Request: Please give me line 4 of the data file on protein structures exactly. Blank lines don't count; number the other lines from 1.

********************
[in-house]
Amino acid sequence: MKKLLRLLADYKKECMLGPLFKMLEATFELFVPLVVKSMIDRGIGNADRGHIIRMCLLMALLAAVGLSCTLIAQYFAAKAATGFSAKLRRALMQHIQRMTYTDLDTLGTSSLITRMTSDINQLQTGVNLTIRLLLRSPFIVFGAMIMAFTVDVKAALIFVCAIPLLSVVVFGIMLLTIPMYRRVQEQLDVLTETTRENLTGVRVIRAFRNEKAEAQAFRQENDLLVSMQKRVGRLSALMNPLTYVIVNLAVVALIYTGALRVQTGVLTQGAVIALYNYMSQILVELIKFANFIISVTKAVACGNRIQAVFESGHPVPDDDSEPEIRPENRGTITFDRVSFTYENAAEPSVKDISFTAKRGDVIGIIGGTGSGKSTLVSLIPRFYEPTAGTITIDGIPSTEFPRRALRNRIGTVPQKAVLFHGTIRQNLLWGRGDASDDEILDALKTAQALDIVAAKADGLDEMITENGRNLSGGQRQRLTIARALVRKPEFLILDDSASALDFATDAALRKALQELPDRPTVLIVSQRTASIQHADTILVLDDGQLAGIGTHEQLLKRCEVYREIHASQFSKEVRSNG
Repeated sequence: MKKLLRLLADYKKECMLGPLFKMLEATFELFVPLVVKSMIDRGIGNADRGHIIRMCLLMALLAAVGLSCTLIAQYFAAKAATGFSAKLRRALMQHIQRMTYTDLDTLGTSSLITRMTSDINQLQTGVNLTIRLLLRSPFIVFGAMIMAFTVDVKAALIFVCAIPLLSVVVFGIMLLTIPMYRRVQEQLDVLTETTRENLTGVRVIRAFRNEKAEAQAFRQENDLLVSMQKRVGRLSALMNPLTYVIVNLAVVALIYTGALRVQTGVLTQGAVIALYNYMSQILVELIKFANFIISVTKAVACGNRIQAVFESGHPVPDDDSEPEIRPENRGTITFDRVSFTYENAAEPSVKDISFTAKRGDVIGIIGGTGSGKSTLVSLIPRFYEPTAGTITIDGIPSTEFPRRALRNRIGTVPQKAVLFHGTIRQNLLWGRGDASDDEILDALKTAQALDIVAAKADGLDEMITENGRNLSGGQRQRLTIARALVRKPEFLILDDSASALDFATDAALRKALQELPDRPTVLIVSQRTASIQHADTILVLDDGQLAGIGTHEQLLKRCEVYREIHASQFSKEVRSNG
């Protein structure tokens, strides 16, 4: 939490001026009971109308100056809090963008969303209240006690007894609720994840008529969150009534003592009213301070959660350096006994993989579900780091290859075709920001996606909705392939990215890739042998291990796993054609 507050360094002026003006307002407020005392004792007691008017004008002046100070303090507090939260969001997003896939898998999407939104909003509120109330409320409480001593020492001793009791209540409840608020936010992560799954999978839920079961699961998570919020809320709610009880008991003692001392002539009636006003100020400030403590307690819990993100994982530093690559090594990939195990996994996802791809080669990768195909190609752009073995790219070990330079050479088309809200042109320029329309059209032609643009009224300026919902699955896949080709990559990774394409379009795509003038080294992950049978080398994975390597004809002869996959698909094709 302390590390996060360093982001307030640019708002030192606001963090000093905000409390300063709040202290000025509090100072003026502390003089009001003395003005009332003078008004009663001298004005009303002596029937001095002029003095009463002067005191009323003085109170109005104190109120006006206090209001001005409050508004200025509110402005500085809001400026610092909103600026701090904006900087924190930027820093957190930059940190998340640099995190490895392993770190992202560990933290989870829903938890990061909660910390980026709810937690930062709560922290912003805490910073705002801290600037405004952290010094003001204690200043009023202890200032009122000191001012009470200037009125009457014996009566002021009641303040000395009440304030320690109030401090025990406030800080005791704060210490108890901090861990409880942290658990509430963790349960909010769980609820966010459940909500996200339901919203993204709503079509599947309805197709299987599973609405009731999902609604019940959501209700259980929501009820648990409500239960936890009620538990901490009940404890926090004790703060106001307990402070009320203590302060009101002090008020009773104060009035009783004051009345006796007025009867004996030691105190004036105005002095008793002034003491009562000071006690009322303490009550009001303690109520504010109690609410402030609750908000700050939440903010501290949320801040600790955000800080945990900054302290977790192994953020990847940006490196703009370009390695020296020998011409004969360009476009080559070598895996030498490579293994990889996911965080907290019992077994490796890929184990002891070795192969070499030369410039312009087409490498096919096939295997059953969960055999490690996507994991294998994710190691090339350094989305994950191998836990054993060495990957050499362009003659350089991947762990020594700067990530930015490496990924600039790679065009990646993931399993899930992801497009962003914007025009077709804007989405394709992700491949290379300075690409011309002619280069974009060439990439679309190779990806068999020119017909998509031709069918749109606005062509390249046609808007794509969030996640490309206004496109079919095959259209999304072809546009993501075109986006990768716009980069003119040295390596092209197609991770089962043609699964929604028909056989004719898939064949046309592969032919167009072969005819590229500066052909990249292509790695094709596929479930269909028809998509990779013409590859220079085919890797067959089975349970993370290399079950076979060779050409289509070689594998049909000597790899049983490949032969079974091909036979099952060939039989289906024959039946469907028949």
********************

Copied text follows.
């Protein structure tokens, strides 16, 4: 939490001026009971109308100056809090963008969303209240006690007894609720994840008529969150009534003592009213301070959660350096006994993989579900780091290859075709920001996606909705392939990215890739042998291990796993054609 507050360094002026003006307002407020005392004792007691008017004008002046100070303090507090939260969001997003896939898998999407939104909003509120109330409320409480001593020492001793009791209540409840608020936010992560799954999978839920079961699961998570919020809320709610009880008991003692001392002539009636006003100020400030403590307690819990993100994982530093690559090594990939195990996994996802791809080669990768195909190609752009073995790219070990330079050479088309809200042109320029329309059209032609643009009224300026919902699955896949080709990559990774394409379009795509003038080294992950049978080398994975390597004809002869996959698909094709 302390590390996060360093982001307030640019708002030192606001963090000093905000409390300063709040202290000025509090100072003026502390003089009001003395003005009332003078008004009663001298004005009303002596029937001095002029003095009463002067005191009323003085109170109005104190109120006006206090209001001005409050508004200025509110402005500085809001400026610092909103600026701090904006900087924190930027820093957190930059940190998340640099995190490895392993770190992202560990933290989870829903938890990061909660910390980026709810937690930062709560922290912003805490910073705002801290600037405004952290010094003001204690200043009023202890200032009122000191001012009470200037009125009457014996009566002021009641303040000395009440304030320690109030401090025990406030800080005791704060210490108890901090861990409880942290658990509430963790349960909010769980609820966010459940909500996200339901919203993204709503079509599947309805197709299987599973609405009731999902609604019940959501209700259980929501009820648990409500239960936890009620538990901490009940404890926090004790703060106001307990402070009320203590302060009101002090008020009773104060009035009783004051009345006796007025009867004996030691105190004036105005002095008793002034003491009562000071006690009322303490009550009001303690109520504010109690609410402030609750908000700050939440903010501290949320801040600790955000800080945990900054302290977790192994953020990847940006490196703009370009390695020296020998011409004969360009476009080559070598895996030498490579293994990889996911965080907290019992077994490796890929184990002891070795192969070499030369410039312009087409490498096919096939295997059953969960055999490690996507994991294998994710190691090339350094989305994950191998836990054993060495990957050499362009003659350089991947762990020594700067990530930015490496990924600039790679065009990646993931399993899930992801497009962003914007025009077709804007989405394709992700491949290379300075690409011309002619280069974009060439990439679309190779990806068999020119017909998509031709069918749109606005062509390249046609808007794509969030996640490309206004496109079919095959259209999304072809546009993501075109986006990768716009980069003119040295390596092209197609991770089962043609699964929604028909056989004719898939064949046309592969032919167009072969005819590229500066052909990249292509790695094709596929479930269909028809998509990779013409590859220079085919890797067959089975349970993370290399079950076979060779050409289509070689594998049909000597790899049983490949032969079974091909036979099952060939039989289906024959039946469907028949």